Existing maternal obesity guidelines may increase inequalities between ethnic groups: a national epidemiological study of 502,474 births in England

Nicola Heslehurst*, Naveed Sattar, Daghni Rajasingam, John Wilkinson, Carolyn D. Summerbell, Judith Rankin

*Corresponding author for this work

    Research output: Contribution to journalArticlepeer-review

    26 Citations (Scopus)

    Abstract

    Background: Asians are at increased risk of morbidity at a lower body mass index (BMI) than European Whites, particularly relating to metabolic risk. UK maternal obesity guidelines use general population BMI criteria to define obesity, which do not represent the risk of morbidity among Asian populations. This study compares incidence of first trimester obesity using Asian-specific and general population BMI criteria.

    Method: A retrospective epidemiological study of 502,474 births between 1995 and 2007, from 34 maternity units across England. Data analyses included a comparison of trends over time between ethnic groups using Asian-specific and general population BMI criteria. Logistic regression estimated odds ratios for first trimester obesity among ethnic groups following adjustment for population demographics.

    Results: Black and South Asian women have a higher incidence of first trimester obesity compared with White women. This is most pronounced for Pakistani women following adjustment for population structure (OR 2.19, 95% C.I. 2.08, 2.31). There is a twofold increase in the proportion of South Asian women classified as obese when using the Asian-specific BMI criteria rather than general population BMI criteria. The incidence of obesity among Black women is increasing at the most rapid rate over time (p=0.01).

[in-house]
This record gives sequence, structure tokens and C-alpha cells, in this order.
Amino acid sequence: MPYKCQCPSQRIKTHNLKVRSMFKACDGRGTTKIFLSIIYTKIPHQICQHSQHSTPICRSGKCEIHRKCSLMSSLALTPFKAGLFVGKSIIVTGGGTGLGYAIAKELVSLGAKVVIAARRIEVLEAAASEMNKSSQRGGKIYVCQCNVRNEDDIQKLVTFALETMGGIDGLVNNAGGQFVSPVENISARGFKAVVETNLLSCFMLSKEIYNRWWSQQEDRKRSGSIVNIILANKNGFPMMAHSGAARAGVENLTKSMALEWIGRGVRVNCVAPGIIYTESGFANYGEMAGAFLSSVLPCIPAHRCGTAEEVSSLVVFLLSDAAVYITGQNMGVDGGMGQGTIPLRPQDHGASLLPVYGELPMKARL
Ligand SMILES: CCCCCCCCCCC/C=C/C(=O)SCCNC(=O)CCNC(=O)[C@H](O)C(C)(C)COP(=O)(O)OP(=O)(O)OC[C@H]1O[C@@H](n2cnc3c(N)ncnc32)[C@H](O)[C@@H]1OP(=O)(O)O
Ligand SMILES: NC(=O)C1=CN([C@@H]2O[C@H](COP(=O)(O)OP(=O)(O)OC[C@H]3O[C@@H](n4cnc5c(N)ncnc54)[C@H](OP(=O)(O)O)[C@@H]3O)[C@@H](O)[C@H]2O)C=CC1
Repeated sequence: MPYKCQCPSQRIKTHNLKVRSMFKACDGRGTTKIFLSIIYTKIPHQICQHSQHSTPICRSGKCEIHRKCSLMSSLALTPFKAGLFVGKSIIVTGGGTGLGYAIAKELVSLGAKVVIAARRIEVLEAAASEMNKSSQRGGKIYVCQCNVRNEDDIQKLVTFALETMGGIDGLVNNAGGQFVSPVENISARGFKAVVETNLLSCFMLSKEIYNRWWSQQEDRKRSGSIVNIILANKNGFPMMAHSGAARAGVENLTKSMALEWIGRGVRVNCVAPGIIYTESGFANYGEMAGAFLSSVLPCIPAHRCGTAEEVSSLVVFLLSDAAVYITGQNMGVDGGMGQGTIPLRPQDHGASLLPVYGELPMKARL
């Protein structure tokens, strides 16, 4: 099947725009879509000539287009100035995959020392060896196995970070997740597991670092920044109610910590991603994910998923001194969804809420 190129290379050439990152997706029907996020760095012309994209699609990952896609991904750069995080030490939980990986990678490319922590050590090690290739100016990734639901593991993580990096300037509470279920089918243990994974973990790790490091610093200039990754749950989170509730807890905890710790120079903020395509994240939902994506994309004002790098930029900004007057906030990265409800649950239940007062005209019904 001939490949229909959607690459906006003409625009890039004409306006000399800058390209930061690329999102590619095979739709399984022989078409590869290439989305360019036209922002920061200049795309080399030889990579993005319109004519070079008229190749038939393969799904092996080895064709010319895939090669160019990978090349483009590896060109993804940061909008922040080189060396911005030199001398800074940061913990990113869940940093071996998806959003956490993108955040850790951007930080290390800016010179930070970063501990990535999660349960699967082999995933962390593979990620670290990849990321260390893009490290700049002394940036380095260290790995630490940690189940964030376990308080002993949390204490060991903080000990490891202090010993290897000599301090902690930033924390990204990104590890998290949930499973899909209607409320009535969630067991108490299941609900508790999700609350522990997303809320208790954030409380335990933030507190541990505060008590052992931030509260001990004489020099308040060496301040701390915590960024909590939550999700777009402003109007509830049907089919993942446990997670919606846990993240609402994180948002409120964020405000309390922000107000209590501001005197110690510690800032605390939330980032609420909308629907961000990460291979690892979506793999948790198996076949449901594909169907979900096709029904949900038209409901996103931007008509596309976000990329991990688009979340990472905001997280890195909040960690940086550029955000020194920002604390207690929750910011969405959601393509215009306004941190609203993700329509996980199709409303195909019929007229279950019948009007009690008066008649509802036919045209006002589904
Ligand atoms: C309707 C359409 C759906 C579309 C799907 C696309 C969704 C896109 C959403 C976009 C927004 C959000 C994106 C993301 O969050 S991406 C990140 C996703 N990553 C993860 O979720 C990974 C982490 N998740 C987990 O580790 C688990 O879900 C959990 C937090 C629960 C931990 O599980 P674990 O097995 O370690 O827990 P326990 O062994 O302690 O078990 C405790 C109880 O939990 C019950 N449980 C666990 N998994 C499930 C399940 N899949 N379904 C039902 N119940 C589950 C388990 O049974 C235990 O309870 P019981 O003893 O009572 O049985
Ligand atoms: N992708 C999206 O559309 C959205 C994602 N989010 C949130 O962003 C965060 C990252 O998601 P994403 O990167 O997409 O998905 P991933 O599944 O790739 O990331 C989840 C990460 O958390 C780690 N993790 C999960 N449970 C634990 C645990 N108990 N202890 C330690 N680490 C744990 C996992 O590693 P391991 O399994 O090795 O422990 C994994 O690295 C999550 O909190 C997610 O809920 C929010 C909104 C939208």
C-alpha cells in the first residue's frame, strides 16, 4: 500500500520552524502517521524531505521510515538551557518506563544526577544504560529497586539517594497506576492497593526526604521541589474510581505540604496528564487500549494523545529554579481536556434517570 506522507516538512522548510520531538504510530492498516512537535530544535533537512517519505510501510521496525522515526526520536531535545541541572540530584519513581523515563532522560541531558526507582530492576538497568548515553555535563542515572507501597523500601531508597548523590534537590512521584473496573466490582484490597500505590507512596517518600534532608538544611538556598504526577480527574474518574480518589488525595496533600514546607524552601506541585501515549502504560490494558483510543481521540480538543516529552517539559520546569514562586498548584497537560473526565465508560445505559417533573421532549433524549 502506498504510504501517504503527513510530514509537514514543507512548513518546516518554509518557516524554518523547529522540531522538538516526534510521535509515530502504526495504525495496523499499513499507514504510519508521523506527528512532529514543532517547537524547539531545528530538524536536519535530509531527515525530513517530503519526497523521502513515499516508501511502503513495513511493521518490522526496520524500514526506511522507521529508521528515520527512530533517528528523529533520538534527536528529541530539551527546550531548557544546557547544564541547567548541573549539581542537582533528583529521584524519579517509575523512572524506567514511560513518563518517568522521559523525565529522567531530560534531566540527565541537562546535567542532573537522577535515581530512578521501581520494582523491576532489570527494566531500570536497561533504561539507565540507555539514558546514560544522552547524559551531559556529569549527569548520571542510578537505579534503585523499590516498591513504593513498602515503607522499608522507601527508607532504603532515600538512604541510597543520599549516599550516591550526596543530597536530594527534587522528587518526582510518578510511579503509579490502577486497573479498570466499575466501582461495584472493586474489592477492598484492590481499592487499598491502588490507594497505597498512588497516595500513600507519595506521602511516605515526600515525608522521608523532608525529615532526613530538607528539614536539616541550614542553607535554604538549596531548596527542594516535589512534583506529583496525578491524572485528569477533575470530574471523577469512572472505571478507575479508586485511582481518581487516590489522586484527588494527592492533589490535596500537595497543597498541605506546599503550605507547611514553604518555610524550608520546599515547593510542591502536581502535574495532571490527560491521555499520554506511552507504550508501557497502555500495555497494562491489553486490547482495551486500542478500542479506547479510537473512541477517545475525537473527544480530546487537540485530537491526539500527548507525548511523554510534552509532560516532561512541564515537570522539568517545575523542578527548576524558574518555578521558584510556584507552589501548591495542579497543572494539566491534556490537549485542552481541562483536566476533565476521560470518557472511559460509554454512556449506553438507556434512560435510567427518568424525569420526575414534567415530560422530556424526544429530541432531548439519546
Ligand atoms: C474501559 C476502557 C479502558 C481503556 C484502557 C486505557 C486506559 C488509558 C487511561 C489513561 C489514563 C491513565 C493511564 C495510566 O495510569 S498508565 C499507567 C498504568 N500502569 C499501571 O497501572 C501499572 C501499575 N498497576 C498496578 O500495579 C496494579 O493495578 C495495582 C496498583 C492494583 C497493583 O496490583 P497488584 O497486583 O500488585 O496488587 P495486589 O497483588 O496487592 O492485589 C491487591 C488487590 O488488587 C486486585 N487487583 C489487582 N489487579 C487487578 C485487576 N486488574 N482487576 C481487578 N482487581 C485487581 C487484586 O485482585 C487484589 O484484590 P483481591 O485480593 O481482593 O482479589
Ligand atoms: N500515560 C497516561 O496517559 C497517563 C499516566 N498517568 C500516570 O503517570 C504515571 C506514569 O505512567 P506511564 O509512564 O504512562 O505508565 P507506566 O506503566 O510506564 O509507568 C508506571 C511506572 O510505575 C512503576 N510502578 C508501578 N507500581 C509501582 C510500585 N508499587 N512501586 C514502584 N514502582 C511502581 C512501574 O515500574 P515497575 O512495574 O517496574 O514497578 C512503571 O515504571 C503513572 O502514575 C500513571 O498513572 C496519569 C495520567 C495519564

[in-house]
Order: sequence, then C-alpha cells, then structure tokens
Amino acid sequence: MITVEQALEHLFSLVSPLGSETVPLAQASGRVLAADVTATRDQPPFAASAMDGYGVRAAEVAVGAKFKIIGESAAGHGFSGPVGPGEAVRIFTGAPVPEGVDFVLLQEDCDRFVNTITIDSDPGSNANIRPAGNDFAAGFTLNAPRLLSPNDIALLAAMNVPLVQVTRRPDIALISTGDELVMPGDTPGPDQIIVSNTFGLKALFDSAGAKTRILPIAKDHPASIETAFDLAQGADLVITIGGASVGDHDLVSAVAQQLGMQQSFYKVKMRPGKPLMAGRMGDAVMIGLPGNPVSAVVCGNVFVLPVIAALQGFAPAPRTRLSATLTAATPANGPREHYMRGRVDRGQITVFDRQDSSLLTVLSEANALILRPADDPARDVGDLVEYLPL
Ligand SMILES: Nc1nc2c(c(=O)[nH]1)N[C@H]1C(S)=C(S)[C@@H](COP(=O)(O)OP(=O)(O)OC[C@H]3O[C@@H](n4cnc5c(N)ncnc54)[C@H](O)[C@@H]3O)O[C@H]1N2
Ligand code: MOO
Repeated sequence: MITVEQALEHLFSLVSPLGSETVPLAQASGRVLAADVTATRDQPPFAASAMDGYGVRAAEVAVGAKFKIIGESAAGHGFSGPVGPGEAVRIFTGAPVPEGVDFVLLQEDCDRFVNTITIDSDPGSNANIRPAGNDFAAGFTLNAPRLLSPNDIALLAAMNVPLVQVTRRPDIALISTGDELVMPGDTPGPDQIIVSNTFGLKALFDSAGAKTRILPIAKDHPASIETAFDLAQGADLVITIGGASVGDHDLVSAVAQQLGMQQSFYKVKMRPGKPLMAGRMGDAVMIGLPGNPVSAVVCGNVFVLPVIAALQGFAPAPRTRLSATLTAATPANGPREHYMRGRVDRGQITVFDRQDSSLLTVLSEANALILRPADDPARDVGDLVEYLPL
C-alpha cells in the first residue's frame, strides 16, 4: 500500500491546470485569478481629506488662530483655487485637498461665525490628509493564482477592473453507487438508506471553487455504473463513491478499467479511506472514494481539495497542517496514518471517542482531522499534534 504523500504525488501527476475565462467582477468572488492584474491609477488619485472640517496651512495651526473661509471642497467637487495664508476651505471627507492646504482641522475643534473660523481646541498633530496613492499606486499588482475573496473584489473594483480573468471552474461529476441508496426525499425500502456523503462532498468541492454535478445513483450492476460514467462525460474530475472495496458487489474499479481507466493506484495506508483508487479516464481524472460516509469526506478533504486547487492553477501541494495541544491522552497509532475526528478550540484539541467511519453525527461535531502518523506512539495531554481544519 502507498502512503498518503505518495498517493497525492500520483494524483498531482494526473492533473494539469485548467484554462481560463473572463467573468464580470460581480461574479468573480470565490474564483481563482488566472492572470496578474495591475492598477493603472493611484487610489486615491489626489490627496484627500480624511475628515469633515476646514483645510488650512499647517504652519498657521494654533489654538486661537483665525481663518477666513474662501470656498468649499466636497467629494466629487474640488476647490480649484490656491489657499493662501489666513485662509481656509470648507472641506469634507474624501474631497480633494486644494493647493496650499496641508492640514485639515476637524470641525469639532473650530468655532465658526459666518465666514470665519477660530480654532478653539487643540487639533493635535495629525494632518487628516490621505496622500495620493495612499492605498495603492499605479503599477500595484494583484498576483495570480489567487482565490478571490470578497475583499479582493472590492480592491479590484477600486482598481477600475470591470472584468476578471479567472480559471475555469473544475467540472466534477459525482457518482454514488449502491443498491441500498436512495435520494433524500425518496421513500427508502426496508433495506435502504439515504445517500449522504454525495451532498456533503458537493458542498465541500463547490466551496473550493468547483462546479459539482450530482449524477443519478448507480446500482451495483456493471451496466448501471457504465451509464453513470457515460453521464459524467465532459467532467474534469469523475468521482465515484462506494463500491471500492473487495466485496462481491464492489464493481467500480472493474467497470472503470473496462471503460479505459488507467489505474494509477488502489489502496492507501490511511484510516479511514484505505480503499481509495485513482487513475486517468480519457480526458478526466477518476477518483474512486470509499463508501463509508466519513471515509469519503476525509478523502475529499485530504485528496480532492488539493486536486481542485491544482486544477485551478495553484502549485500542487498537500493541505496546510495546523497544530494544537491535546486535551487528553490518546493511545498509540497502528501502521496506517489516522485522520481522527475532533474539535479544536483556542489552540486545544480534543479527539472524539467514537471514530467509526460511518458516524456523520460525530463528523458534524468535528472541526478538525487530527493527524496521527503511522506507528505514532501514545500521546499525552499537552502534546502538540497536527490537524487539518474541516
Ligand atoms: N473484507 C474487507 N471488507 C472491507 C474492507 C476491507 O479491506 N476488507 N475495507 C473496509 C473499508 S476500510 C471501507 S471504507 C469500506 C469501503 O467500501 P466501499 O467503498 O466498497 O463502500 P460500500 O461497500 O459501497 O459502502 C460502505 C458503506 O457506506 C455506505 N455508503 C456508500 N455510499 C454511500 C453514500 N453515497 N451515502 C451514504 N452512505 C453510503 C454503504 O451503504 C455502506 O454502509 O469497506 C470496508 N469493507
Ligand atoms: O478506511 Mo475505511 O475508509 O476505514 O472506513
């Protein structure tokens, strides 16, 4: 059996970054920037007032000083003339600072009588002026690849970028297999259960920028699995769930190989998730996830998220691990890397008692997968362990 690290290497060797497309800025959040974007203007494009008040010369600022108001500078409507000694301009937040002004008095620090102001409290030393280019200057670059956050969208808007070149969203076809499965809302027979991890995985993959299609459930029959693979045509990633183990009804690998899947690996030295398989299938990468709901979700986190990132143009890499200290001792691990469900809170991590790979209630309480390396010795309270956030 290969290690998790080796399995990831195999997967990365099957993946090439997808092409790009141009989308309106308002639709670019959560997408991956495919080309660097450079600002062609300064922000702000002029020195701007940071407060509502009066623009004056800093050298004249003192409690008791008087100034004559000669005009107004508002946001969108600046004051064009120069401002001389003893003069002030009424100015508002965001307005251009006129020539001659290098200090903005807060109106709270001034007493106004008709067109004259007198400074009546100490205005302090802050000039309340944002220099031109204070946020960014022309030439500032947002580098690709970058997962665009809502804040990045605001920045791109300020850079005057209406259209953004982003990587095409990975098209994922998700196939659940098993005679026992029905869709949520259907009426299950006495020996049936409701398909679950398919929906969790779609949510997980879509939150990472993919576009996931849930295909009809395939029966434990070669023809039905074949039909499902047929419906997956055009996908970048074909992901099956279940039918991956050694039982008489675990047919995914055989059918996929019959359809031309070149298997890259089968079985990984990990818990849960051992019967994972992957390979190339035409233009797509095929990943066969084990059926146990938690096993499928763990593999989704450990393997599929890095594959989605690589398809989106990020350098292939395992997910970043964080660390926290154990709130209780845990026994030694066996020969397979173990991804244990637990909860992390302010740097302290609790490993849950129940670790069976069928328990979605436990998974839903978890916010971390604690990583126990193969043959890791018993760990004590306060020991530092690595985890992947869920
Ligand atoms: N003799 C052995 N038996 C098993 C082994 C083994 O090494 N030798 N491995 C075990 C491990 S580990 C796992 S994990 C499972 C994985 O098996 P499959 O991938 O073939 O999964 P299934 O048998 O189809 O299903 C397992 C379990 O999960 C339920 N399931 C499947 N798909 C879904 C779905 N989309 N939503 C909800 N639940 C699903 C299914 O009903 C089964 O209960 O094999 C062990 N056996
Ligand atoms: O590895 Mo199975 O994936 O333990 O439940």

Conclusion: The twofold increase in maternal obesity among South Asians when using Asian-specific BMI criteria highlights inequalities among pregnant women. A large proportion of South Asian women are potentially being wrongly assigned to low risk care using current UK guidelines to classify obesity and determine care requirements. Further research is required to identify if there is any improvement in pregnancy outcomes if Asian-specific BMI criteria are utilised in the clinical management of maternal obesity to ensure the best quality of care is provided for women irrespective of ethnicity.

    Original languageEnglish
    Article number156
    Number of pages9
    JournalBmc pregnancy and childbirth
    Volume12
    DOIs
    Publication statusPublished - 18 Dec 2012

    Keywords

    • Obesity
    • Pregnancy
    • Epidemiology
    • Inequalities
    • Ethnic group
    • Asian
    • Guidelines
    • Body Mass Index (BMI)
    • GESTATIONAL DIABETES-MELLITUS
    • PREGNANCY OUTCOMES
    • INSULIN-RESISTANCE
    • IMPACT
    • WOMEN
    • RISK
    • METAANALYSIS
    • POPULATIONS
    • OVERWEIGHT
    • DELIVERY

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